Although successive governments continue to talk up their iconic credentials and how they have helped the economy, our salaries haven't necessarily followed. A report by Indeed says the commodity price boom helped to push wages far higher than could be justified by worker productivity. While softer wage growth over the past five years has improved the Australian business sector’s competitiveness and improved the labour market, wages growth is slowing.
Indeed's report looks at past economic downturns and booms, a reduction in unionisation has created a more flexible environment which, while saving many jobs and helping many companies stay afloat also resulted in softer wages growth. Their report says:
A more flexible labour market and reduced union power may be an impediment to higher wage growth in the future. As business conditions improve, there is evidence that wages have become less sensitive to labour market improvements.
The report found there has been moderate wage growth but that there have been peaks and troughs.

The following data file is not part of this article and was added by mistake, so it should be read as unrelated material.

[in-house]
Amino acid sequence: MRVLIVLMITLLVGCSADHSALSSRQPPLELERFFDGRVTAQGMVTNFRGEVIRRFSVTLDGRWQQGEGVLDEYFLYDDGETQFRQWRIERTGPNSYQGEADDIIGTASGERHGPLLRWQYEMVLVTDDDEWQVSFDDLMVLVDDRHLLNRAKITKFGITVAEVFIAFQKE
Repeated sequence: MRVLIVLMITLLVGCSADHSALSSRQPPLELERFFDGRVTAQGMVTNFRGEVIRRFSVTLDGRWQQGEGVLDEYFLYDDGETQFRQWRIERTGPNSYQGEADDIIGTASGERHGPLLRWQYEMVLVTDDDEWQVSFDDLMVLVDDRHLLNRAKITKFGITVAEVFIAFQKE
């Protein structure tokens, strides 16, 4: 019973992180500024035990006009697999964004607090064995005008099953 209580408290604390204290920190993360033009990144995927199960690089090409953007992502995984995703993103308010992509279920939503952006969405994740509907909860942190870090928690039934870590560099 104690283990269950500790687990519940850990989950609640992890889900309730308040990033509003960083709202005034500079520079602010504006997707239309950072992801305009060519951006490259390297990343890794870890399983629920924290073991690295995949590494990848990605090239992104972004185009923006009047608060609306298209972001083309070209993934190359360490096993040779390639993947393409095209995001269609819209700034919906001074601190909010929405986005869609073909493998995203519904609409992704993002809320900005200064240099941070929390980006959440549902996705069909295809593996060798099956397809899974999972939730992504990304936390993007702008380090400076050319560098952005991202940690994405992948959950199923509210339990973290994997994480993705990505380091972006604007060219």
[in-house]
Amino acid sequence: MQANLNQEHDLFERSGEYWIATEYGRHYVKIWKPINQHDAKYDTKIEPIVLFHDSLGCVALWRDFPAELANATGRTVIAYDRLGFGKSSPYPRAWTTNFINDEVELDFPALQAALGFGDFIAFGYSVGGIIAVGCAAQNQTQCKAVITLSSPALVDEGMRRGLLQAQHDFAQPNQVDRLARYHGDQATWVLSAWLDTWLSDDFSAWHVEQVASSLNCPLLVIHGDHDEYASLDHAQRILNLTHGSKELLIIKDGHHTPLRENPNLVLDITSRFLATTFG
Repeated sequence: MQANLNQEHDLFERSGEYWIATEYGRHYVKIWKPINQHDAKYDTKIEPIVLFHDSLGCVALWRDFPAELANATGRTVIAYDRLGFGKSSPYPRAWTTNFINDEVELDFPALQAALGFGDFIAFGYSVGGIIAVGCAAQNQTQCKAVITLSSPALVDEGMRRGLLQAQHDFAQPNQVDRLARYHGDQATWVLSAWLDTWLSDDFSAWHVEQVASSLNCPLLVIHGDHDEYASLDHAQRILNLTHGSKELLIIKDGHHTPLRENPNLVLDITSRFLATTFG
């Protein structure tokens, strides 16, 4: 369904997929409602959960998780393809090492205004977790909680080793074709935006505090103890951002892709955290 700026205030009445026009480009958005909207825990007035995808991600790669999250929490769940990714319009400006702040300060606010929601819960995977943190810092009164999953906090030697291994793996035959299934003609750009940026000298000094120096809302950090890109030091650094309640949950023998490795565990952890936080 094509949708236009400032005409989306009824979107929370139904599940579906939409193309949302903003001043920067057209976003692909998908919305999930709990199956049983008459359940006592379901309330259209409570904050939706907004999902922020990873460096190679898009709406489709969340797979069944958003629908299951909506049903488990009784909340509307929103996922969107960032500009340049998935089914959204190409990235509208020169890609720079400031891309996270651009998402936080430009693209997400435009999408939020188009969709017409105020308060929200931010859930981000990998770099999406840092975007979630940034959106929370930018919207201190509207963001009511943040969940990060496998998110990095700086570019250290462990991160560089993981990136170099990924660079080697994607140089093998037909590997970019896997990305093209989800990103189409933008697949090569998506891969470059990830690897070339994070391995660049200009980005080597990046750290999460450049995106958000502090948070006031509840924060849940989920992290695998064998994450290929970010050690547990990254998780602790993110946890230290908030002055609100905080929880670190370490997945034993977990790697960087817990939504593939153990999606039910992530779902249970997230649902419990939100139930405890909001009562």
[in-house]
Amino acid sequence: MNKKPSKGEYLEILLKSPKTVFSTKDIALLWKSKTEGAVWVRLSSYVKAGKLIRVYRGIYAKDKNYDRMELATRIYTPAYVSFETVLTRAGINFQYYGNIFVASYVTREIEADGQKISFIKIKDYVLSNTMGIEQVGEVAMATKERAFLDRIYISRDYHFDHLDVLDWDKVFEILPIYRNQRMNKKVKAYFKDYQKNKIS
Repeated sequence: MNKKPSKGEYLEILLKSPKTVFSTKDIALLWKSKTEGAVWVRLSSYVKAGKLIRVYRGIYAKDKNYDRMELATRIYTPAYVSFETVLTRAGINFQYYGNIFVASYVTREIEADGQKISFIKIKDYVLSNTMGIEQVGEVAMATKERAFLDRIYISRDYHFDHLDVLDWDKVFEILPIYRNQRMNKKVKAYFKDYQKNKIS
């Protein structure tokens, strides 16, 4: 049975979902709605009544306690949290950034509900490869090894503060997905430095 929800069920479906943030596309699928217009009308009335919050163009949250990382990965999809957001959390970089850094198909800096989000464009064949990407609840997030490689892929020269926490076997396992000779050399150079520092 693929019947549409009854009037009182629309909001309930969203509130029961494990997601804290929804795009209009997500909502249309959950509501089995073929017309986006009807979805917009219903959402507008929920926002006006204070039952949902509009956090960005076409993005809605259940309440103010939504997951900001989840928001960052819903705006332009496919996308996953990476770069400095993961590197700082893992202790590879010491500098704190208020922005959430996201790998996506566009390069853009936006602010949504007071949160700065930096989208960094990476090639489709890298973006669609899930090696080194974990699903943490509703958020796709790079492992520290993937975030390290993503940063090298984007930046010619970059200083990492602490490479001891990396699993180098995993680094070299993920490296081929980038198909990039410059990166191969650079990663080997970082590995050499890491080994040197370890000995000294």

During the commodities boom, Indeed says wages growth wasn't coupled growth productivity boosts. The same sort of thing happened about 20 years ago when IT workers with specific expertise saw their salaries climb during the Y2K boom and when GST was introduced. Those events created spikes in demand that were coupled with labour shortages rather than productivity.
When those events ended, the era of rapid wages growth ended.
Like to or not, unless you work in a flied where there is a labour shortage - for IT workers the infosec and AI/machine learning sectors are prime examples - you cannot expect your salary to shift by much more than CPI each year. And, for many industries even that may be optimistic.
Indeed says we went through a period when wages rose quickly but that the resources boom, a rise in our exchange rate and other factors resulted in a wages boom. But now that those conditions have softened, big pay rises aren't going to come as easily.